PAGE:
Don’t you worry, I’m not about to forget all the wonderful questions you guys asked about the 2021 Bugatti Chiron Pur Sport. We published our full review yesterday, but it’s now time to turn my attention to you, my lovely readers.
I’m not unaware of the fact that most people reading this aren’t in the market for a $3.6 million car. (Who is, truly?) So in answering your questions, I was happy so many of you wanted to know ordinary things about it. It’s still a car, after all, and should be expected to do basic car things as well. Right off the bat: No, the Chiron Pur Sport has no cupholder. Sorry.
But as for how it sounds, what it really looks like inside, how its horn sounds, what sort of noises its switchgear makes, I’ve got you covered. Just a reminder, you can ask us anything—seriously, anything—about the cars we’re reviewing in these announcement posts, and we’ll be regularly highlighting the best questions to answer publicly so we can all learn together. Car reviews can’t cover everything—sometimes you need to know specifically how the horn sounds on a $4 million hypercar. Read on!
Q: “Does it drive like the fastest, sharpest, Continental GT on the planet?” — occopuyo
I thought this would be the case, but no. It feels way better assembled than everything else I’ve ever driven. The steering alone is incredible. And it’s very clear you’re driving around in something with a monocoque chassis. It’d be unfair to call it “just another Volkswagen.”
Q: “Does it still feel ‘special’ in day to day, regular road use? Or is the only place to fully recognize the $4 million price tag the track? Or valet stand?” — slow_to_go
Even in traffic it feels special. The way it mitigates bumps and how all 1,479 horsepower is always on tap are constant reminders.
Q: “Does it make you just as anxious to drive and it does to park it where it won’t get a scratch?” — mattyhaddy
Yes, absolutely. I already had trouble seeing out of it. Then you add in how wide it is and how big the wheels are—I’m glad I didn’t have to park it anywhere.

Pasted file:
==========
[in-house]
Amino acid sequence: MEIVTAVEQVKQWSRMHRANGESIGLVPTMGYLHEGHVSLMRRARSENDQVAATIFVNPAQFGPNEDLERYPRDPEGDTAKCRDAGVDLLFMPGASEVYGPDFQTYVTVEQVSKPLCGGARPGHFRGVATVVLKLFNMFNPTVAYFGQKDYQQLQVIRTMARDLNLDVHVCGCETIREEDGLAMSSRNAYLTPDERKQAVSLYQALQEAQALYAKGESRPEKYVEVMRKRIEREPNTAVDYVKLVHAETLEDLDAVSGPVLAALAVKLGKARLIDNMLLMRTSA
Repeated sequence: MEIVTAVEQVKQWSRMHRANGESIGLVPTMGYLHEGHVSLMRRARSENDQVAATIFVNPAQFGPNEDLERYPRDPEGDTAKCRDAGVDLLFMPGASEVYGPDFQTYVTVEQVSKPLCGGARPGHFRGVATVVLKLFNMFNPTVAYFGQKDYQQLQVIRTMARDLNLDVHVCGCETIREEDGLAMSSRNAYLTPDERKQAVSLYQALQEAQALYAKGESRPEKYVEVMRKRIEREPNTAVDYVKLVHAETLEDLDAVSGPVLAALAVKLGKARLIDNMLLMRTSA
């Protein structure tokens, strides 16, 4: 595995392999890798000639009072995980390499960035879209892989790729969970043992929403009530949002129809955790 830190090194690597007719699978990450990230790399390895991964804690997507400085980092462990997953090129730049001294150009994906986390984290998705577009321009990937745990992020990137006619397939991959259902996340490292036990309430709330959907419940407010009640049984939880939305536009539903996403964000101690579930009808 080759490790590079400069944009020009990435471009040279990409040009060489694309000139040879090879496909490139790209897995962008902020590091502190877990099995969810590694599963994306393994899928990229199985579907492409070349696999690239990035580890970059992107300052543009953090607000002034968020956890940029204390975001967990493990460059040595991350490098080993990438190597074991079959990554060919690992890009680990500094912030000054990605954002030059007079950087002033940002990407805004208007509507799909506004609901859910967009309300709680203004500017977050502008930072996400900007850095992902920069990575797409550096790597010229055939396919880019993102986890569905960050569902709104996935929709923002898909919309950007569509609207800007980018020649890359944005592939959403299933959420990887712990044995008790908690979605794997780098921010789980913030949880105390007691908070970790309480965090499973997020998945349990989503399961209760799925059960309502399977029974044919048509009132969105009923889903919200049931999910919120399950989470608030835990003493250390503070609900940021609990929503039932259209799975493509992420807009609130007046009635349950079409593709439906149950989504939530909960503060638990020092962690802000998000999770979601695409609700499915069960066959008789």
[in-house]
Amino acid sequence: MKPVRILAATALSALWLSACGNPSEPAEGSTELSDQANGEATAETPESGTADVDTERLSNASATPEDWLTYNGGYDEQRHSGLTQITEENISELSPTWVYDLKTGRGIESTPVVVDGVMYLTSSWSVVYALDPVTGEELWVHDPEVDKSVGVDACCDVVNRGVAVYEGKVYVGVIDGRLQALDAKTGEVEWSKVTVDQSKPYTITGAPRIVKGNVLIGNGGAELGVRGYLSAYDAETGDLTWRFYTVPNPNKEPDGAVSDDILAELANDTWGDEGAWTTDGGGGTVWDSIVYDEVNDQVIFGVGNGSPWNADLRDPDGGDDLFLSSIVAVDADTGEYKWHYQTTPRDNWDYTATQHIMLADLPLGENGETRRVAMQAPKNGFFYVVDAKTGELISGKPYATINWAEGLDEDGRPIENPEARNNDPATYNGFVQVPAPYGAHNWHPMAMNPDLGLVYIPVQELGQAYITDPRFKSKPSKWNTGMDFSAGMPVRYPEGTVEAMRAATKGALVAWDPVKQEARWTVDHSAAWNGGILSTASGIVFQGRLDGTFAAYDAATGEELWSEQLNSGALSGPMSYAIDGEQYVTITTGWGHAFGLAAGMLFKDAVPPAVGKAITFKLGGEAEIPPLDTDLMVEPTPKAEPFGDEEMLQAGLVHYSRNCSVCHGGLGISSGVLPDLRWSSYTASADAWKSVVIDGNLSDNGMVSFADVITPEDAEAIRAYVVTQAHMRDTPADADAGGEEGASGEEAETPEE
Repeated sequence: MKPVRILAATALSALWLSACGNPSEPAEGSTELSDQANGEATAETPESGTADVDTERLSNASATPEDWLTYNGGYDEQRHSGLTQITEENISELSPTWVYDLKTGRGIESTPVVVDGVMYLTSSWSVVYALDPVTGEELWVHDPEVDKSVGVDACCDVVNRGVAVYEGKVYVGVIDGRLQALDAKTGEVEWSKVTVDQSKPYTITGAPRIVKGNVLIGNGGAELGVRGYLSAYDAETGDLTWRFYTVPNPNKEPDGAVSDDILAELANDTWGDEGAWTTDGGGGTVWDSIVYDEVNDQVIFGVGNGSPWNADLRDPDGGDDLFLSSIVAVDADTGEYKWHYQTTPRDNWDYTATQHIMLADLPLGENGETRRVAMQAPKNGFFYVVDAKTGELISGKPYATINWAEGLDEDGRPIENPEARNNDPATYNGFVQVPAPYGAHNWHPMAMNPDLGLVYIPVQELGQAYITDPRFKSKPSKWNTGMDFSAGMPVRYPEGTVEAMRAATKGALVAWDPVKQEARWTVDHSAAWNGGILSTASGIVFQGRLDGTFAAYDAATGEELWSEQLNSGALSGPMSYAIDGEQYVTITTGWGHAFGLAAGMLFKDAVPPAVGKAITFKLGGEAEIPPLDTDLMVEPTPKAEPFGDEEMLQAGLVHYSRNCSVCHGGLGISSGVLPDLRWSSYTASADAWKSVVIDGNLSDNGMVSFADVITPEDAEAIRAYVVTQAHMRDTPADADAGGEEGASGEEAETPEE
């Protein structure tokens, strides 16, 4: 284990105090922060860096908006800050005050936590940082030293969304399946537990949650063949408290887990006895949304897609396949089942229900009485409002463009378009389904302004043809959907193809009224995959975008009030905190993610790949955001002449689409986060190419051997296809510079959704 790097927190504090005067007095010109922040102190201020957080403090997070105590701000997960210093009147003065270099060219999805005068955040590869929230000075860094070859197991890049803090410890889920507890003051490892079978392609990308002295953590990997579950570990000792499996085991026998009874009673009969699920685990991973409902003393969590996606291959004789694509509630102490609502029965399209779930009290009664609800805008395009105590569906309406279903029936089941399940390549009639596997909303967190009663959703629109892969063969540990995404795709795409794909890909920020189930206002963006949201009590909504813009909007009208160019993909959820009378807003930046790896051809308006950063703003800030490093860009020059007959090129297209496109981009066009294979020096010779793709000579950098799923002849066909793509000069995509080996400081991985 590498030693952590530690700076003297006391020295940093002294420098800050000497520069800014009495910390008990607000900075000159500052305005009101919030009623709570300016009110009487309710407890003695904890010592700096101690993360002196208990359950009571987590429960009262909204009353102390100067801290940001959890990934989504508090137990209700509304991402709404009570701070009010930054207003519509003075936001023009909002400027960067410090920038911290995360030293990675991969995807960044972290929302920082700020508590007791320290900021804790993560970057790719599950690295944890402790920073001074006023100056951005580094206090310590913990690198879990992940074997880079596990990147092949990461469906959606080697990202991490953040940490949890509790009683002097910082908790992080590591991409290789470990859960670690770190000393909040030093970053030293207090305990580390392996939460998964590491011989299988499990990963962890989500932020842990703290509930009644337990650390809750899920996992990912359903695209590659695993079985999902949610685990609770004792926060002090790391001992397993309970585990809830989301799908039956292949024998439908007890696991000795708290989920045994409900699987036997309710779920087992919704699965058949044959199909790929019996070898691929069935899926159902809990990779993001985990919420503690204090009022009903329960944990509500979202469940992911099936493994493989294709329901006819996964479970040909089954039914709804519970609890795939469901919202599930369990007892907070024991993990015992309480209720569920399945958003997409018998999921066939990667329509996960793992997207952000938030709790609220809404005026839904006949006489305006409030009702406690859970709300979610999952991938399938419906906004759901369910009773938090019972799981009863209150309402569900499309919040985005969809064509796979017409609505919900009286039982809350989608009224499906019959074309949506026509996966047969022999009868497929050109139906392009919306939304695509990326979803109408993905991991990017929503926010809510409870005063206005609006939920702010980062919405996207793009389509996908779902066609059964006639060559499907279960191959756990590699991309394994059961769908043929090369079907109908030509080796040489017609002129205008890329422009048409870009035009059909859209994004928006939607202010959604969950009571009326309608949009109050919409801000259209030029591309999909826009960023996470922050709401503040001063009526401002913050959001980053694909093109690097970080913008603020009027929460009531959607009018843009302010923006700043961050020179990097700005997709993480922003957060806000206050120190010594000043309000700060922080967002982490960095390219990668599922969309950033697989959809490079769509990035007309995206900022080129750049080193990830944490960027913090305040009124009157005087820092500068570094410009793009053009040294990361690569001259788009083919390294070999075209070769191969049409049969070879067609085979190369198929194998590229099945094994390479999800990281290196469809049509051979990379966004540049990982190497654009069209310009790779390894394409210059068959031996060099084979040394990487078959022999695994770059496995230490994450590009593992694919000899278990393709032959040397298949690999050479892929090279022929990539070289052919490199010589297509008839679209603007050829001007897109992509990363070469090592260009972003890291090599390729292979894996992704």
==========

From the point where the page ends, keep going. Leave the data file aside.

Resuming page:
Q: “I also want a catalogue of every parts bin switch, knob, and button on the whole car so I can go to a VW dealership, touch it with my eyes closed, and pretend I went into auto journalism like I should have a decade ago, since Kristen and I are the same age.” — TheDoctor7x
I don’t think it’s ever too late to get into car journalism, but that’s a conversation for another time. I grabbed this video of some of the car’s switchgear, I hope it accurately conveys how they are to the touch.
Q: “How is the interior noise and comfort. I remember seeing a video of a Veyron and being really surprised how loud it was inside. Did they improve this? Could you actually drive it for more than a few hours at a time?” — Fun is greater than Fast
It is indeed loud inside, mostly on account that the engine is right behind your head. That being said, you totally get used to it and can learn to relax in it. The seats weren’t bad! Here’s the awesome noise the turbos make.
Q: “What’s it like to take it through a Krispy Kreme drive through? Or any drive through for that matter? Too low for the window? How did folks around you respond?” — Lou Schmidt
This was literally the first thing I asked to do and I was told no. However, the car’s handler said it fits in all the drive-throughs they’ve taken it through.
Q: “We all know what the exhaust note sounds like but what does the horn on a 4M beast sound like?” — Wopper
Q: “I honestly want to know if it’s cramped inside.” — Jeb Hoge
Nope! There minimalist dashboard and console reduces visual clutter and the Sky View optional glass roof lets in a ton of light.
The front trunk on the other hand…
Q: “Do you have a picture of the dealer installed options sticker?” — DDHarriman
Yes! Feast your eyes, my friends.
Q: “Could we have a look at the instrument cluster? I’m a sucker for nice gauges.” — Robert Hill
Q: “I would like to know how many miles a year is one of these cars is expended to do.” — AFondoConFe
It varies, but my Bugatti chaperone Butch Leitzinger said he knows of one client who put 8,000 miles on theirs in a year.
Q: “What else does this thing bring to the table? Does it push the evolution of future cars moving forward like the iconic supercars of past or is this just a status symbol.” — I collect broken things
So glad you asked this! It’s actually how I wrapped up my review.
Essentially, I do believe this is the peak of internal combustion engine technology. People buy it as a status symbol because of its price, but it’s priced that way largely because of the way it’s made and what it can accomplish. There’s no future in it, though. Not with the way things are steadily marching toward electrification. After the Chiron goes, I don’t think anything like it will follow.
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